"Gleefully discordant properties of early Scritti Politti" – Uncut
"Willfully obtuse, yet intrinsically irresistible. Extraordinary" 9/10 – Classic Rock
"Hypnotic post-punk pulse exists in a continuum with bands like Wire and Omni— tight bass groove, melting guitar leads, and all" – Stereogum
"Slashing and contemplative" – Brooklyn Vegan
"Sprawling slacker jam" – FLOOD
"Spindly, propulsive post-punk that doesn't shy away from a bit of brawny catharsis" – Post-Trash
Chicago-based five-piece, Dendrons have today released their much-anticipated second album, 5-3-8. The band has found widespread acclaim for this new album from Uncut, Classic Rock, Stereogum, FLOOD, Brooklyn Vegan, Post Trash, CBC Radio, Under the Radar, KCRW and more.
The release of the new album arrives in tandem with a video for "High In The Circle K", a standout track to be lifted from the new album. The song features bombastic grooves, and wiry, spindly guitar lines delivered over a bed of often monotone vocal delivery, segueing into a cathartic, 2-minute climax of hypnotic guitar work. Speaking about the track, Dane Jarvie of the band says: "The album's namesake comes from one of the repeated lines/mantras in this song: “Fifths, thirds, octaves only” — almost as an appeal for a sort of utopian ideal. A dumb simplification. A desirable reduction."
5-3-8 – titled as a reference to the lyrical refrain that appears at a few points of the album of “fifths, thirds, octaves only” – was recorded at Sonic Ranch in Tornillo, Texas and Highland Recording Studio in Phoenix, Arizona; it was produced by Tony Brant and Sonny Di Perri (Protomartyr, DIIV, Nine Inch Nails, Animal Collective, Emma Ruth Rundle, Dirty Projectors) before being mastered at Elysian Sound by Dave Cooley.
Dendrons hit the road before they even knew exactly where they were headed. On New Year’s Day 2018, Dane Jarvie and Zak Sprenger first convened in Chicago to start a new project, recording a demo at home by the seat of their pants, and almost immediately after, began to play shows. “I would just email as many people as possible,” says Jarvie. “I’m like, ‘Can we open this?’ It didn’t matter if it was in Dallas or New Orleans or Sioux Falls, South Dakota. It was like, let’s go.”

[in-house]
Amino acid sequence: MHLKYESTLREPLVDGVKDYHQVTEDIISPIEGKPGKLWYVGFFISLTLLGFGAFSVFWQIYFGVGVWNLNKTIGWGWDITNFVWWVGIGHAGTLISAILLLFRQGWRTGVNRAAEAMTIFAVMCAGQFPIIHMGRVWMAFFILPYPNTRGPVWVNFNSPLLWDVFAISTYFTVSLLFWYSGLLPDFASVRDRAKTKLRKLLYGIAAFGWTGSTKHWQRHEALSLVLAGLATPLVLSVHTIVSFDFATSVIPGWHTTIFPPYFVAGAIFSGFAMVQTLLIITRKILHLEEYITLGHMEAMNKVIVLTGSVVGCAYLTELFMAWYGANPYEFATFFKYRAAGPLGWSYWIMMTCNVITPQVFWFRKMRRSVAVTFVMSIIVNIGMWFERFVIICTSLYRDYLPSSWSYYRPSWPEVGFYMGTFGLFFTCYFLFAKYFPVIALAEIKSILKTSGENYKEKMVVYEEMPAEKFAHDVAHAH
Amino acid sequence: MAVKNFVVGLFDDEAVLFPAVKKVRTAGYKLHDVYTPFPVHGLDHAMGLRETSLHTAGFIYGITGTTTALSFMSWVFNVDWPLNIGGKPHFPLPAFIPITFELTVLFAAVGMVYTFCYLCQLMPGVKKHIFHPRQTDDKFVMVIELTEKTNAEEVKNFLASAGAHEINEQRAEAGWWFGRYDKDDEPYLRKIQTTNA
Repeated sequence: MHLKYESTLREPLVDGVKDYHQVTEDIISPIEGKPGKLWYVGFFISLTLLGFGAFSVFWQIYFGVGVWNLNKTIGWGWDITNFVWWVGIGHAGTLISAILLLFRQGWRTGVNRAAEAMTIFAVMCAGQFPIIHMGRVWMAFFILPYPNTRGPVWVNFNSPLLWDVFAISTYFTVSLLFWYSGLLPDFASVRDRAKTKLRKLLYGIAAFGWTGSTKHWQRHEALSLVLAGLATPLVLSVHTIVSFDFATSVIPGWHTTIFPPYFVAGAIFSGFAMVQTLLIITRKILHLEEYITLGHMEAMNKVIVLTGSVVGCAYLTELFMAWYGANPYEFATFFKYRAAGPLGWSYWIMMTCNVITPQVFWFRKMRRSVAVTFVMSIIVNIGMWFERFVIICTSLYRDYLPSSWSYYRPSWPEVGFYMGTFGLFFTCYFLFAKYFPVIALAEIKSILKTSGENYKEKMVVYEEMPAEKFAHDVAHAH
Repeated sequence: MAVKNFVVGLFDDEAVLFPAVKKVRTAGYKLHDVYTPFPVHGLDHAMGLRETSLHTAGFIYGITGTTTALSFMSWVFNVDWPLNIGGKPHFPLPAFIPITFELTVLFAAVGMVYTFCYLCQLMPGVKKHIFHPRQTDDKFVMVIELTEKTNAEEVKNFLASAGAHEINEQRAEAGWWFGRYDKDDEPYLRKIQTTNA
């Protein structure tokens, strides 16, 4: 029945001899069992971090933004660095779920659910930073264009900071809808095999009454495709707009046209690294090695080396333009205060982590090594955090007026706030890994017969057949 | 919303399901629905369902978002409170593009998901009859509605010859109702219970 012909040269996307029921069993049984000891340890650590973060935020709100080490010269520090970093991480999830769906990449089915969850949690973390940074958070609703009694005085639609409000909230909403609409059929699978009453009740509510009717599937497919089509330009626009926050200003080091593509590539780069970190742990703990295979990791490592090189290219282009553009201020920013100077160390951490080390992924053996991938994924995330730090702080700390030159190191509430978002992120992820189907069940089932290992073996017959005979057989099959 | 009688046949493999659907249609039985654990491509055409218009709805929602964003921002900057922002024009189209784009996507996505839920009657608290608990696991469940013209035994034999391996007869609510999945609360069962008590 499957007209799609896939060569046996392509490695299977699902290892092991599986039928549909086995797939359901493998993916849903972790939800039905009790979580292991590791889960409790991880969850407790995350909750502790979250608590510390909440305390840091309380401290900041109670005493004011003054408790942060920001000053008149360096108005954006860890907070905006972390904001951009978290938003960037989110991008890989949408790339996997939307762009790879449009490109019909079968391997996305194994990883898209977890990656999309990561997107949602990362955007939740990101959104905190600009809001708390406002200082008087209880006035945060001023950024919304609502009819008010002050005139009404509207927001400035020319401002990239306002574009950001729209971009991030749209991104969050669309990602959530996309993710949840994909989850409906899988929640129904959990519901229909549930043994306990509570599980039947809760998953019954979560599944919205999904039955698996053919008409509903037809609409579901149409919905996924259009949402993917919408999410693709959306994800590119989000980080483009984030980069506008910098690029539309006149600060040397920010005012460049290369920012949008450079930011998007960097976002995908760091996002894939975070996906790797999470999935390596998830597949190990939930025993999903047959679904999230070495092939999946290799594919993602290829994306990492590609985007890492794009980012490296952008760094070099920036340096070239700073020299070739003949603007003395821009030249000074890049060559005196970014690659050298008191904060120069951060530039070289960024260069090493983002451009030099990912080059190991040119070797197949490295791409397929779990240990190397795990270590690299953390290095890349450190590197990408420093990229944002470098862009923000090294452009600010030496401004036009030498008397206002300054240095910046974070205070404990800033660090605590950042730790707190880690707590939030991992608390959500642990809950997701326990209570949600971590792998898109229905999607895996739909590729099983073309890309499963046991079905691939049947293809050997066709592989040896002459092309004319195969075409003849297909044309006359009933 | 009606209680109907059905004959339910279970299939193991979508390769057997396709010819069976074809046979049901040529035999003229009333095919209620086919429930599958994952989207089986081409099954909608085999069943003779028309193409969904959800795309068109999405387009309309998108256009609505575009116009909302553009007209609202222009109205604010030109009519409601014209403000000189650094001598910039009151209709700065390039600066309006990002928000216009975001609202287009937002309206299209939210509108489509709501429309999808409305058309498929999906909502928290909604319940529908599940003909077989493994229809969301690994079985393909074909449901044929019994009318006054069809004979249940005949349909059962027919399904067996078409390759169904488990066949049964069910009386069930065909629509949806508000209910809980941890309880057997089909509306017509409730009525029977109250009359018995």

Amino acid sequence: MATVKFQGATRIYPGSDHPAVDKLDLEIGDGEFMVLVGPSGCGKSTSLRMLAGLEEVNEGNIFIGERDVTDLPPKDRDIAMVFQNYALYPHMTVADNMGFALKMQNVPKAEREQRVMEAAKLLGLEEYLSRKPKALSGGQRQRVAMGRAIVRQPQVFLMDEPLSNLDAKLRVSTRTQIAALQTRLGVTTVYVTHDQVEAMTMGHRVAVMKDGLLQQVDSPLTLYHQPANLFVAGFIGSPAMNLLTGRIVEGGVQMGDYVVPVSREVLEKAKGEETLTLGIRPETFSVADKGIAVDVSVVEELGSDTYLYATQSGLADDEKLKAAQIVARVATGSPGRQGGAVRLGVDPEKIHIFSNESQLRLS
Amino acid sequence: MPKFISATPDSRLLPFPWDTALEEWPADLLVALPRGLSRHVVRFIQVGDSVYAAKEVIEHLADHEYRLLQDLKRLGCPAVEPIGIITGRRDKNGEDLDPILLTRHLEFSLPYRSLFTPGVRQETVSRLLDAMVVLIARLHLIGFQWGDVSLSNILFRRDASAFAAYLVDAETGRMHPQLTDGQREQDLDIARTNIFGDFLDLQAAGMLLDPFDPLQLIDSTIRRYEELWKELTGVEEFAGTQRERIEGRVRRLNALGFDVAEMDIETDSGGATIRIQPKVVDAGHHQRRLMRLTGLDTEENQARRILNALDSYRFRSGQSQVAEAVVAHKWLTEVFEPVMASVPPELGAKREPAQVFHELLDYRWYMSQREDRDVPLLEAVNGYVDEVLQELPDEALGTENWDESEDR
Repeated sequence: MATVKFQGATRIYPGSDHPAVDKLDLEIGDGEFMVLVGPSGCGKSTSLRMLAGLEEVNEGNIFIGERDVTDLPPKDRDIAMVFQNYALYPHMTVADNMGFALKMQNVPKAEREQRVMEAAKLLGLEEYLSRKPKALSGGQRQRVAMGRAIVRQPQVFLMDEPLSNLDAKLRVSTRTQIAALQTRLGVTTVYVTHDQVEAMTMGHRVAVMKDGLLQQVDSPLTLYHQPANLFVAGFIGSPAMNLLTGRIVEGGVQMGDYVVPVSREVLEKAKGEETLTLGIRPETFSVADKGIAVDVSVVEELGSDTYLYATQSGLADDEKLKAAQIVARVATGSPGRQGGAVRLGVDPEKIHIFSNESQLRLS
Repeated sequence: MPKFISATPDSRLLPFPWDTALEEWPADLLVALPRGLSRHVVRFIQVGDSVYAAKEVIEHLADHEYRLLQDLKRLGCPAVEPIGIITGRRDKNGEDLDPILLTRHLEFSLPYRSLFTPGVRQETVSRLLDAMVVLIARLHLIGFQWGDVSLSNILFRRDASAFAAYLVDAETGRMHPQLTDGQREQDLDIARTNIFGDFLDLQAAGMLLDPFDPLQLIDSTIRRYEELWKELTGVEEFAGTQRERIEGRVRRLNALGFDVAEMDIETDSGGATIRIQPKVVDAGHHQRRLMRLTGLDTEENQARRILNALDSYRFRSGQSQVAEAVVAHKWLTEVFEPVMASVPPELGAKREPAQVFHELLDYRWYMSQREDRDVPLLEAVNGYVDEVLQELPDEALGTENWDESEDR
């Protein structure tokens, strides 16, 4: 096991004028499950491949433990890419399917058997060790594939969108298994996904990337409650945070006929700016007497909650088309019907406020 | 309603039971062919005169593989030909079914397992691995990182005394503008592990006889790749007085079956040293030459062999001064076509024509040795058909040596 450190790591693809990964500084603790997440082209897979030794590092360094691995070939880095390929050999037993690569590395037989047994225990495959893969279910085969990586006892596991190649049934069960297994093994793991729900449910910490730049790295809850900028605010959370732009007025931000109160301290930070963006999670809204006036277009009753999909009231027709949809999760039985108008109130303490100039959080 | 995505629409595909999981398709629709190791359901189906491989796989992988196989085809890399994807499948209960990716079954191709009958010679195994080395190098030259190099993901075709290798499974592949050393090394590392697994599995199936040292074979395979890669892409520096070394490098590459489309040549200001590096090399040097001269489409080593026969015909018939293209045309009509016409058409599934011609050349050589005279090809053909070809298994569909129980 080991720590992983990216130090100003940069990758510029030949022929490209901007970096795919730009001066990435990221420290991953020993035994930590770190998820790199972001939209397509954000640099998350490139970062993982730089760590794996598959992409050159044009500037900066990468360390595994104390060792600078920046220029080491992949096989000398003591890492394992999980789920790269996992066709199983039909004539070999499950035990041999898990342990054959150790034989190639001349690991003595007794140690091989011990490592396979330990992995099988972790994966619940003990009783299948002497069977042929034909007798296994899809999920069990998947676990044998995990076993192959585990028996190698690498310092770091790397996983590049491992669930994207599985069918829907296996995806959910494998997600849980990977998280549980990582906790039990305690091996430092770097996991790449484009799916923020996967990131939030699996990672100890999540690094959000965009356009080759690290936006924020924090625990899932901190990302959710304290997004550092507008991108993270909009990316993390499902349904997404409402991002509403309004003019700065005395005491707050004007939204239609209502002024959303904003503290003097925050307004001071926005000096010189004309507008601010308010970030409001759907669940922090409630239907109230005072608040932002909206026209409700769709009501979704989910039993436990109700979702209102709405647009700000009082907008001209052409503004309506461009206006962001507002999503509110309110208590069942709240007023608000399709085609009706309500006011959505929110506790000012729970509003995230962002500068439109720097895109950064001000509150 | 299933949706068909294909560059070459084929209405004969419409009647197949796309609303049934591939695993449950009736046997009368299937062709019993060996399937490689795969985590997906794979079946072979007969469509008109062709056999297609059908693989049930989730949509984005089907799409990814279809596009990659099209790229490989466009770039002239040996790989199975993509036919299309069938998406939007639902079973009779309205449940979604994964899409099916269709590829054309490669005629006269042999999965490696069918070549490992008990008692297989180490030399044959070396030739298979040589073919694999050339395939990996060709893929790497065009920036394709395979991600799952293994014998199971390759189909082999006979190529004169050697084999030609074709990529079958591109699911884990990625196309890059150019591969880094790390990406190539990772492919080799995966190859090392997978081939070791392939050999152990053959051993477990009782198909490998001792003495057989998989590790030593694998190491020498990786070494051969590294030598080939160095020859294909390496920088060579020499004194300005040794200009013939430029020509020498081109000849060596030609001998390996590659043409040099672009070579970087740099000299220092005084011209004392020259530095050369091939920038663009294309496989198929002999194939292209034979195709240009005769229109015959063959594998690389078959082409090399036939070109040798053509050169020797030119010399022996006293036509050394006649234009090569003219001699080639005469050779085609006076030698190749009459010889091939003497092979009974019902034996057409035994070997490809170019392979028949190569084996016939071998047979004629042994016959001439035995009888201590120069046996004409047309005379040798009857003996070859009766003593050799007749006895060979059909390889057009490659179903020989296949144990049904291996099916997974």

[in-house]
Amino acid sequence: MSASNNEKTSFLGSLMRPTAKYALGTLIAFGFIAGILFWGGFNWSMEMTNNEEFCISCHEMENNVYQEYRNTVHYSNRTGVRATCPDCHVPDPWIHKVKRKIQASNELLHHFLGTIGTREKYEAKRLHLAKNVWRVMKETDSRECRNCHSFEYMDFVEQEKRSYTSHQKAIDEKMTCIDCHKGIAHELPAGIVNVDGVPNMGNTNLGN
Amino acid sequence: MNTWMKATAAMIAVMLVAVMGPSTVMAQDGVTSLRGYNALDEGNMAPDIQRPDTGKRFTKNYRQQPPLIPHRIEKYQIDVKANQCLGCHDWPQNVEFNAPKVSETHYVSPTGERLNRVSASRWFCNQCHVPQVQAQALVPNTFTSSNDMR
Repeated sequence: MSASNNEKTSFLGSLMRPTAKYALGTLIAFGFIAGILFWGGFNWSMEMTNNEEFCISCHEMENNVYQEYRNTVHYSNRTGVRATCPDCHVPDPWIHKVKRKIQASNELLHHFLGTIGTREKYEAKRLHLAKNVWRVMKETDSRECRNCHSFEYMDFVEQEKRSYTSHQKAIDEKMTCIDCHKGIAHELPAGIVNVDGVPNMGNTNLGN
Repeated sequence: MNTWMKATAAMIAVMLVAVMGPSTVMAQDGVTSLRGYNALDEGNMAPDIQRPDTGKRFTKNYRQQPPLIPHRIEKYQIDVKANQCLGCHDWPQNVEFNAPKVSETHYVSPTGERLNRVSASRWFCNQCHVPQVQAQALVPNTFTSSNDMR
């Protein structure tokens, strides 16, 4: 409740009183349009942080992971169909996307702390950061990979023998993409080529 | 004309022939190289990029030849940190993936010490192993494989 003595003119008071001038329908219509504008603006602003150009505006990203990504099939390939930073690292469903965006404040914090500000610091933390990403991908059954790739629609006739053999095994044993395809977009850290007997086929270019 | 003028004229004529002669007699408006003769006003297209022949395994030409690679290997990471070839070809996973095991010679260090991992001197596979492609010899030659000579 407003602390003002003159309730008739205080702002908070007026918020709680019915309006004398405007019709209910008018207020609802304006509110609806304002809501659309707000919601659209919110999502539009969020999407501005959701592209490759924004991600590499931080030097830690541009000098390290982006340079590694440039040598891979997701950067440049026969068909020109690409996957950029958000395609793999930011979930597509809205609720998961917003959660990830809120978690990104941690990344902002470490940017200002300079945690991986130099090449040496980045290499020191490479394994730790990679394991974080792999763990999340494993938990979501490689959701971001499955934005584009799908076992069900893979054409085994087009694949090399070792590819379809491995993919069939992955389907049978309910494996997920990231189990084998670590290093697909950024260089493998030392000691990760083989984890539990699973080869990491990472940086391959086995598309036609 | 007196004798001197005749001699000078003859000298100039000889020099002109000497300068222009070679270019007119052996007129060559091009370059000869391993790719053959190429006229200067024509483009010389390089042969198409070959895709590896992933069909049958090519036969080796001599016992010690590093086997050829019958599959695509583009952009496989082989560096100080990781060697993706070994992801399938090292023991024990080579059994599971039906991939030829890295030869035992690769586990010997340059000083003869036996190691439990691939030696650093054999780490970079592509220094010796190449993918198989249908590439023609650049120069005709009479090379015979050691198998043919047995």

With a band name chosen by flipping through books in the library (“Dendron” is Greek for “tree”) and a sound and lineup in healthy evolution as they bounced around North America, Dendrons were finding who they were in front of a live audience. Over the course of 2018 and 2019, they were developing a propulsive, acerbic rock style both reminiscent of midwestern peers like Deeper and Dehd and reaching beyond to develop an unmistakable aura all their own. They put out their debut, 2020’s Dendrons, and were packing their bags for a full European tour before it had to be abruptly canceled when borders closed and venues shut down around the world. Suddenly, a band that cut their teeth on the road had to get comfortable staying at home.
“It was out of necessity,” says Jarvie, who started brainstorming ideas for a new album back at his family’s home in Phoenix, Arizona, just after the pandemic took hold. When he returned to Chicago a few months later, the full band of Jarvie (vocals/guitar/synth), Sprenger (synth/guitar), Matt Kase (bass/synth/vocals), John MacEachen (guitar/samples), Nick Togliatti (drums), and Stef Roti (drums) formed a bubble to get together and work out what would prove to be their highly ambitious and meticulously crafted second album, 5-3-8. “It was just like, well, we can’t tour, we can’t do anything,” Jarvie remembers. “So we might as well just stick together and really create something.”
Meeting three or four times a week, and ultimately rehearsing almost 40 song ideas, Dendrons began to methodically whittle down the batch to a set of songs that weaved through one another intricately, with lyrical and musical motifs dancing around a swirling rock arrangement. Taken on their own, tracks like “Vain Repeating” and “Octaves Only” tap into the manic energy and wit of bands like Wire and Stereolab—but in the context of the album’s full vision, they come together to paint an album informed by the post-truth spectacle, and a desire for optimism in the face of isolation.
The lyrics paint those emotions with subtlety, having been put together partially through a cut-up method, grabbing words and phrases from places such as CNN and CSPAN. “That was a real intention with this record was to try different techniques in terms of how words are coming together—stringing together sentences through collage,” Jarvie explains. On “New Outlook 1,” he sings in his direct, almost Stephen Malkmus-like style: “Soon we’ll be stooped over laughing / Watching ourselves high on a vision.”
“You’re always gonna leave a record feeling like there is something more to be said,” Jarvie says. “I don’t believe in a magnum opus. Art is contextual and exists for the specific time and circumstance it was created in. Every record is a conversation with the last.”